BARBER, MR., THE CASE OF, 461
APPOINTMENTS IN THE LEGAL PROFESSION.)

remarks upon, ib.
Influence of patronage upon, 75

history of, 461, 462
grounds of success in the practising lawyer, ib.

injury inflicted on him, 463
not much affected by private interests, ib.

evil of there being no remedy for, ib.
general fitness of the judges of the superior courts, ib.
other appointments which are now open to private in. | BATES, MR., THE CASE OF. Remarks upon, 485
fluence, ib.

evils of re-opening judicial inquiry on extra-judicial
mode in which they are made, ib.

statements, ib.
gross jobbing by which they are characterised, ib.

allowance to be made in some cases, ib.
disastrous effects of, ib.

instance of this iu the above case, ib.
influence of politics in the appointments, 76

facts affecting him, 486
culpability of the perversion of the power of appoint.

summing up of Alderson, B., ib.
ment, ib.

memorial to the Queen on behalf of, ib.

substance of, ib.
ARRANGEMENTS BY DEED BETWEEN A TRADER

position of Mr. Bates as shewn by, ib.
AND HIS CREDITORS, UNDER THE BANK.

if the allegations are true, he ought to be pardoned, ib.
RUPT-LAW CONSOLIDATION ACT, 1849.
Points as to, recently decided, 321

BEAMISH V. BEAMISH. Case of, as to the marriage of
case of Larpent v. Bibby, ib.

a clergyman by himself, 455
object of the act, ib.

BILL OF EXCHANGE OR PROMISSORY NOTE,
review of clauses as to, ib.

WANT OF CONSIDERATION FOR, ONUS OF
principal questions which have arisen under, 322

PROVING. Rule of law as to, 437
deed must provide for distribution of the whole property,

exceptions to, ib.
ib.

review of cases as to, 437, 438
review of cases on this question, ib.

principles established by, 438
case of deed completed before act came into operation, ib. BILLS OF EXCHANGE AND PROMISSORY NOTES,
decision in Waugh v. Middleton, ib.

LAWS RELATING TO THE PROCESS FOR
grounds of, ib.

THE RECOVERY OF DEBTS SECURED BY.
remarks upon, ib.

Proposed changes in, 59
case of deed making the estate distributable only among existing law, ib.
those who should execute it, ib.

delay and expenses occasioned by, ib.
opinions of the judges upon, ib.

consequences of this, ib.
observations on, ib.

measures proposed to remedy them, ib.
ARTICLES, ORIGINAL. (See ORIGINAL ARTICLES).

scheme proposed by Lord Brougham, ib.
ASSIZE TOWNS, PRACTICE OF EXCLUDING THE

plan suggested by Mr. Keating, ib.
MILITARY FROM, DURING THE HOLDING

mode of proceeding where parties are not within the
OF THE ASSIZES. Remarks upon, 177

jurisdiction, ib.

advantages peculiar to these plans respectively, 60
not required by law, ib.

reasons for preferring Mr. Keating's plan, ib.
probable origin of, ib.

illustrations of this, ib.
different state of things at the present day, ib.

objections as to the necessity of a change, ib.
ASSIZES, THE, PROPOSAL OF THE LORD CHAN!

statement of them, ib.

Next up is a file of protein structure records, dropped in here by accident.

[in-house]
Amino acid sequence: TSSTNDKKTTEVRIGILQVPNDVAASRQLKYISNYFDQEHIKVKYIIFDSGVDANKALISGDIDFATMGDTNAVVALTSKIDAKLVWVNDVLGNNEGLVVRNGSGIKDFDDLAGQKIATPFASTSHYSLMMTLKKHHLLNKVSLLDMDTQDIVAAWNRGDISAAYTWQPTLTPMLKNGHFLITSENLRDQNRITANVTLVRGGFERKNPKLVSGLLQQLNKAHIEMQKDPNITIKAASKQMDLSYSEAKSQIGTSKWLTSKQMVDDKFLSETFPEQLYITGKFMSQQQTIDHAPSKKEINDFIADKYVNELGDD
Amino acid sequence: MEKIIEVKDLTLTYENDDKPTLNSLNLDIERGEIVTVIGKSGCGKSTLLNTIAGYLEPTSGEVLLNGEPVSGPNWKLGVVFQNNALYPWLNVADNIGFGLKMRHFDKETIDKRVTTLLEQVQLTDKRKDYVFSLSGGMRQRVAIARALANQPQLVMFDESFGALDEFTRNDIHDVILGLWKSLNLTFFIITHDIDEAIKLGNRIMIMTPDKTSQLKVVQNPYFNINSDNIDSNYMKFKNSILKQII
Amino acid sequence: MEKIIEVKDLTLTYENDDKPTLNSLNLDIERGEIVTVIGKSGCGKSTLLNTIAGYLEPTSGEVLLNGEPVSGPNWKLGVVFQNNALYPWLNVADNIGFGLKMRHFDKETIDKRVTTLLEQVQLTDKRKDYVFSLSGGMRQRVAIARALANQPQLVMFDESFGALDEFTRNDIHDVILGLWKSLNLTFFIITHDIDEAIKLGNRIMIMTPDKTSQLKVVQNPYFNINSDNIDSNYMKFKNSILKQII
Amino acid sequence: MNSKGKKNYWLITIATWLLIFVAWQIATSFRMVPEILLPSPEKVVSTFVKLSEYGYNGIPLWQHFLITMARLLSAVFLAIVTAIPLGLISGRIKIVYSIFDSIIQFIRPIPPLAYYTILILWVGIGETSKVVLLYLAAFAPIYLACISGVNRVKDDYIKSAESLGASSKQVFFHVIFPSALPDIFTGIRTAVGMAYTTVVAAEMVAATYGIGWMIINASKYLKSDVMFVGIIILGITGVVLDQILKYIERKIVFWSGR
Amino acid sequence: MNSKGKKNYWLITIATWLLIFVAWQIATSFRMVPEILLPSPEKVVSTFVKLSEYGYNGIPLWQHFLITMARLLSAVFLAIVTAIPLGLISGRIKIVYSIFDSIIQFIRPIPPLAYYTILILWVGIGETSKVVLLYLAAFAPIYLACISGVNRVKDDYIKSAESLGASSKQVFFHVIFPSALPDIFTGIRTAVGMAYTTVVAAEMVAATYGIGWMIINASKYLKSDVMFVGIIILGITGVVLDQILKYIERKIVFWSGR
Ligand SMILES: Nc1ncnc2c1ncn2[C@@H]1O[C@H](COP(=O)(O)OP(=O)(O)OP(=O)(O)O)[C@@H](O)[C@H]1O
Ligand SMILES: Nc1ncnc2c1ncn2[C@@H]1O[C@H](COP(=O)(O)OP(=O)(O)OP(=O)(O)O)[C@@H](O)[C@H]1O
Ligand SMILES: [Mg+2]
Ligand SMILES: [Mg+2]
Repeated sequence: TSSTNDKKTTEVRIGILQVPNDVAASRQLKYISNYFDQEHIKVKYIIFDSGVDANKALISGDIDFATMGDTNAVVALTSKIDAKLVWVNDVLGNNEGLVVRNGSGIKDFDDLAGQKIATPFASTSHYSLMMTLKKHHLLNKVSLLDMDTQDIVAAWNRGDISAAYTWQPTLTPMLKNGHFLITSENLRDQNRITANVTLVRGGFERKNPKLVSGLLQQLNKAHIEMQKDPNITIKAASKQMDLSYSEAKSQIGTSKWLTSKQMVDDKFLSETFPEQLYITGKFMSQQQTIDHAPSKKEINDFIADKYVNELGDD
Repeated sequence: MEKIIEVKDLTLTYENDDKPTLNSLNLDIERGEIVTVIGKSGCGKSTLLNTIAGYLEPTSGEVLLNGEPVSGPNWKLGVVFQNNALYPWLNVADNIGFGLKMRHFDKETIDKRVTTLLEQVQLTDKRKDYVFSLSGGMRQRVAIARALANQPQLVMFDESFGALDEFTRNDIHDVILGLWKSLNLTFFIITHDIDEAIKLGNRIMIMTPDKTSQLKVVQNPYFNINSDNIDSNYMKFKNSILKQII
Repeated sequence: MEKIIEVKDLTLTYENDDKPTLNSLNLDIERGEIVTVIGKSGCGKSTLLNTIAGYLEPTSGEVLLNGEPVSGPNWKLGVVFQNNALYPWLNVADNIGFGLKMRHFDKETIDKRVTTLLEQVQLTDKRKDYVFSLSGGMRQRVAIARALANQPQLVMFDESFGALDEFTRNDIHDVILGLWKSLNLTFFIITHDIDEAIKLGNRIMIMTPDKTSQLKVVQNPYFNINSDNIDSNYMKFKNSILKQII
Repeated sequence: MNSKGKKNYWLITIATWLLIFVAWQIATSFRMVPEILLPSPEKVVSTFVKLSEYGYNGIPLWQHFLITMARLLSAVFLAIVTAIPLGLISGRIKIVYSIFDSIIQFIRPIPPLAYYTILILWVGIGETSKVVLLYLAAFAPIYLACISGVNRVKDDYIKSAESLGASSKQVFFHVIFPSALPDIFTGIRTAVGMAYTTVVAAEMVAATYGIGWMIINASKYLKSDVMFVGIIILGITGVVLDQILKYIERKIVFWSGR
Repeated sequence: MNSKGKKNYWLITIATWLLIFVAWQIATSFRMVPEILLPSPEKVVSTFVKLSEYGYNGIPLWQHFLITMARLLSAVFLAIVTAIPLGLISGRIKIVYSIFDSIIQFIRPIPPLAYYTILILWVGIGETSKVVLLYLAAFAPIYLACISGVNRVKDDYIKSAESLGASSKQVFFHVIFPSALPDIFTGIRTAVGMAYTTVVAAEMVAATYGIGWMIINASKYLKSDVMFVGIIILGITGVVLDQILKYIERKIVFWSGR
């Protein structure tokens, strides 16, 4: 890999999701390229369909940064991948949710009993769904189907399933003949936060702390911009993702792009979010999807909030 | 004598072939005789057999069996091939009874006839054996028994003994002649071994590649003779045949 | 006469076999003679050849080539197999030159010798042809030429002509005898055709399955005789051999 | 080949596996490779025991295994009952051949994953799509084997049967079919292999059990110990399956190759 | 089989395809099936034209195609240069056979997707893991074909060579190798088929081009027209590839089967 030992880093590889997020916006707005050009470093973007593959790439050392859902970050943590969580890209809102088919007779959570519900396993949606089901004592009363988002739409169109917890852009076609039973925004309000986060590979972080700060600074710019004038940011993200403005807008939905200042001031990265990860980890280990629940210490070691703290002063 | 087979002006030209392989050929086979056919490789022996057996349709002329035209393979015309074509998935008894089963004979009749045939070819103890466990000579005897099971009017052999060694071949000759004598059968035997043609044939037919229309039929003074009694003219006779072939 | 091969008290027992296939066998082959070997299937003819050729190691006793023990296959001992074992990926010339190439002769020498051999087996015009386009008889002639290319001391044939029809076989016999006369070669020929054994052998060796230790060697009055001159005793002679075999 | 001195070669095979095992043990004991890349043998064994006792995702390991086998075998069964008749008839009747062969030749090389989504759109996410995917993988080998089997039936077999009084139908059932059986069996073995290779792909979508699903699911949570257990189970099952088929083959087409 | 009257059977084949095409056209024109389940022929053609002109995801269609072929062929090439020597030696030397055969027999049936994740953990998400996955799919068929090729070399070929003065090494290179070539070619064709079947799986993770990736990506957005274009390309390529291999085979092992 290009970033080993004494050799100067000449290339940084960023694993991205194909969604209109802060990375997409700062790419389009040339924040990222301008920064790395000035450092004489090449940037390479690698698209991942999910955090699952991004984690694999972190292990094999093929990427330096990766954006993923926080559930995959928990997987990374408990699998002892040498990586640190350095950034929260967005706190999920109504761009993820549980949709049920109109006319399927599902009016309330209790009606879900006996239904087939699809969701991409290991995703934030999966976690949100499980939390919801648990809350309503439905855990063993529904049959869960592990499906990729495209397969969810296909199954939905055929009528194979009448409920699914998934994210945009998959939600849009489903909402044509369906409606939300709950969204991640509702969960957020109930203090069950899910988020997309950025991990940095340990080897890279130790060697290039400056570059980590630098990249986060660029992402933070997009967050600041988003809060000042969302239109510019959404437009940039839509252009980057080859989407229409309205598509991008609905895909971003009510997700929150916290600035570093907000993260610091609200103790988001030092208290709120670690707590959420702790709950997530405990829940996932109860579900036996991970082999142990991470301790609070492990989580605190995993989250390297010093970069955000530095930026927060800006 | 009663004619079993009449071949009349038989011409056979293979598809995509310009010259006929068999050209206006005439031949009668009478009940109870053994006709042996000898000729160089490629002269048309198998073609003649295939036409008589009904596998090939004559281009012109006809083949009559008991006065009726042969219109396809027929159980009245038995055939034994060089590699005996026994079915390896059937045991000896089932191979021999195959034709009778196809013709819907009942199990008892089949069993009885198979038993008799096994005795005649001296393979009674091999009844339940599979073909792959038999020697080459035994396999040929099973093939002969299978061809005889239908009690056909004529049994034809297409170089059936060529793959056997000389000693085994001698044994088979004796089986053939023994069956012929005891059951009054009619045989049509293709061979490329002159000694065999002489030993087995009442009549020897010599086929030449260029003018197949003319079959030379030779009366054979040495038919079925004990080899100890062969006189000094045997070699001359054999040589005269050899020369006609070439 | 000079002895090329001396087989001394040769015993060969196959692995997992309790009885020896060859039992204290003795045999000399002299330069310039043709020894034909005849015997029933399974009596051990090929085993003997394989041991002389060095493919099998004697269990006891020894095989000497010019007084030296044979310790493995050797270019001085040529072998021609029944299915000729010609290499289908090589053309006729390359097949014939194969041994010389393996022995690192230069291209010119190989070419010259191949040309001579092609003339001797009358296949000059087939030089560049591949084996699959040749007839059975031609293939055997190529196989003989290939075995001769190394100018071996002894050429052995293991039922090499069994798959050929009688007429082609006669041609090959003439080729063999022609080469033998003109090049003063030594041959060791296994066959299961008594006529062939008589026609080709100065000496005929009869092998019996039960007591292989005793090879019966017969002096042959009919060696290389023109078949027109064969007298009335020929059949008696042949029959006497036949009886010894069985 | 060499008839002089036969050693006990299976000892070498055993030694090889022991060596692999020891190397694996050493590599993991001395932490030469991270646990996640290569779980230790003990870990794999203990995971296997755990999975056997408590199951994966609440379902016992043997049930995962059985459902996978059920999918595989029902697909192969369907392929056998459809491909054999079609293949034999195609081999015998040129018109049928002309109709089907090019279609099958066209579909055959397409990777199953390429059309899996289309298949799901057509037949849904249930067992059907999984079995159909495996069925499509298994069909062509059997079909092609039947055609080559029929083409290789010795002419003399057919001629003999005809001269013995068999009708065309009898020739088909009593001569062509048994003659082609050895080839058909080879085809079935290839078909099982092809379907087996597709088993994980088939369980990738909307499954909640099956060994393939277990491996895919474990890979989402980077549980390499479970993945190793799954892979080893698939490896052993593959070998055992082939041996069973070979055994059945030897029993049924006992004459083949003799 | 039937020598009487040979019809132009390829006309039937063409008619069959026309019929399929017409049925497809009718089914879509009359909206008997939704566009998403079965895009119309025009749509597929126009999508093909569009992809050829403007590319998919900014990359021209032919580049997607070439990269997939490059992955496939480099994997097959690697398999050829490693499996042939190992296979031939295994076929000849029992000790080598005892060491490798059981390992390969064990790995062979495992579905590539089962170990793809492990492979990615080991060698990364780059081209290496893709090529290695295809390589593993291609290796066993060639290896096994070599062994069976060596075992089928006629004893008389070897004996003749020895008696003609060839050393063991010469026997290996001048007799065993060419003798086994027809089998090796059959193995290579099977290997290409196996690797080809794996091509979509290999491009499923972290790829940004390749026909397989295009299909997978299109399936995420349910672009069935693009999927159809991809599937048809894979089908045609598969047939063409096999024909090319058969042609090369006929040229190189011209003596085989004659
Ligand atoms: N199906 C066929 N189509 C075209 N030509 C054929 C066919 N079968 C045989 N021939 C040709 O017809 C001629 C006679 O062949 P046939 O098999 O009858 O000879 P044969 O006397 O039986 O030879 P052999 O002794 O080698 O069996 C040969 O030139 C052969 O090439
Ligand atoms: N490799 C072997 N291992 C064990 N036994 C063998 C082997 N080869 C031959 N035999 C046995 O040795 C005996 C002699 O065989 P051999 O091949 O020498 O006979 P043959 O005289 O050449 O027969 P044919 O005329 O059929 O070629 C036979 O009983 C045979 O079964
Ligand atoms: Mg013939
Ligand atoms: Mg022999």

CELLOR TO HOLD THREE, AND SESSIONS

remarks upon, ib.
EIGHT TIMES A YEAR. Remarks upon, 221

nature of the contract, ib.
object of, ib.

no injustice can accrue to indorsers, ib.
need of the change, ib.

nor to acceptors, ib.
evils of the present system, ib.

unjust claims may still be resisted, ib.
injury to innocent persons, ib.

meeting of bankers and others for the discussion of this
arguments arising from, ib.

subject; observations on, 67
is capable of being abused, ib.

main objections urged at, against the proposed measure,
advantage of the proposed change to the public, ib.

ib.
and to prisoners, ib.

leading arguments in support of, ib.
inconvenience of, to juries, ib.

reasons urged by the Debtor and Creditor Law Amend.
not sufficient to outweigh advantages, ib.

ment Society against the proposed Bills of Ex.
increase of labour to judges, ib.

change Bill, 97
number of, may be increased if necessary, ib.

members of the Select Committee of the Commons ap-
nor is it likely to affect the Bar, ib.

pointed on, 178
it will not be without advantage to them, ib.

the act 18 & 19 Vict. c. 67, to facilitate the remedies in,
plan might be modified so as to be more advantageous, ib.

by the prevention of frivolous and vexatious de-
suggestion as to this, ib.

fences to actions thereon, 389
terms would require to be re-adjusted, 222

general effect of, ib.
proposed changes would render the provisions of the

procedure under, simple, ib.
Criminal Justice Bill needless, ib.

writ of summons, ib.
AUCTIONEER, HIS RIGHT TO SPECULATE WITH memorandum as to service of, ib.
DEPOSITS. Observations on, 3

indorsement of claim, ib.
supposed opinion as to their practice, ib.

expenses of noting may be recovered under, ib.
mistake as to, ib.

time for payment in order to stay proceedings, ib.
how deposits ought to be applied, 4

notice as to final judgment, ib.
statement of the law on this subject, ib.

leave to appear, how obtained, ib.